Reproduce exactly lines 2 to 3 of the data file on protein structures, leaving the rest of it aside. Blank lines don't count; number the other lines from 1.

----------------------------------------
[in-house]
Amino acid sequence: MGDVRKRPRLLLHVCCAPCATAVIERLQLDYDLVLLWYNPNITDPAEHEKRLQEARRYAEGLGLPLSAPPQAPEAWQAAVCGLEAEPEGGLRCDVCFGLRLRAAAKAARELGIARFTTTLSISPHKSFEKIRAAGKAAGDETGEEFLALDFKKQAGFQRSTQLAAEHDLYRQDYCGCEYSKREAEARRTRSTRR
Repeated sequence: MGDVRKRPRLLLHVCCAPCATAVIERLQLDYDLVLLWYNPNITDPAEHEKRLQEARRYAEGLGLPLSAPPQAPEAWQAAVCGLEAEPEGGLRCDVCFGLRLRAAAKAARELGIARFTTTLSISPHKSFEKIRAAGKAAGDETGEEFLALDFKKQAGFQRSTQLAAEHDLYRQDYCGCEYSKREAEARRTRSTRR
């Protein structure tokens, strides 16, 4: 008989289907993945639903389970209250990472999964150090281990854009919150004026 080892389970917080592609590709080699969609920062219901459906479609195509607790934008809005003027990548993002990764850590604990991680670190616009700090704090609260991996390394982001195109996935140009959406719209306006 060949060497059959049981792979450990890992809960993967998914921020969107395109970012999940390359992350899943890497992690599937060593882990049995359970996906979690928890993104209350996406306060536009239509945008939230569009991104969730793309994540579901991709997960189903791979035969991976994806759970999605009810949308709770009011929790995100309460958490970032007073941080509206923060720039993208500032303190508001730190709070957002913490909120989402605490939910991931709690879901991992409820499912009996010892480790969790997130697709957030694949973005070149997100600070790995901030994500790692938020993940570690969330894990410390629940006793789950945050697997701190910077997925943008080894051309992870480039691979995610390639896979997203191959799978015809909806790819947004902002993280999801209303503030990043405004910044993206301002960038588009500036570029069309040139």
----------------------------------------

Amino acid sequence: MGDVRKRPRLLLHVCCAPCATAVIERLQLDYDLVLLWYNPNITDPAEHEKRLQEARRYAEGLGLPLSAPPQAPEAWQAAVCGLEAEPEGGLRCDVCFGLRLRAAAKAARELGIARFTTTLSISPHKSFEKIRAAGKAAGDETGEEFLALDFKKQAGFQRSTQLAAEHDLYRQDYCGCEYSKREAEARRTRSTRR
Repeated sequence: MGDVRKRPRLLLHVCCAPCATAVIERLQLDYDLVLLWYNPNITDPAEHEKRLQEARRYAEGLGLPLSAPPQAPEAWQAAVCGLEAEPEGGLRCDVCFGLRLRAAAKAARELGIARFTTTLSISPHKSFEKIRAAGKAAGDETGEEFLALDFKKQAGFQRSTQLAAEHDLYRQDYCGCEYSKREAEARRTRSTRR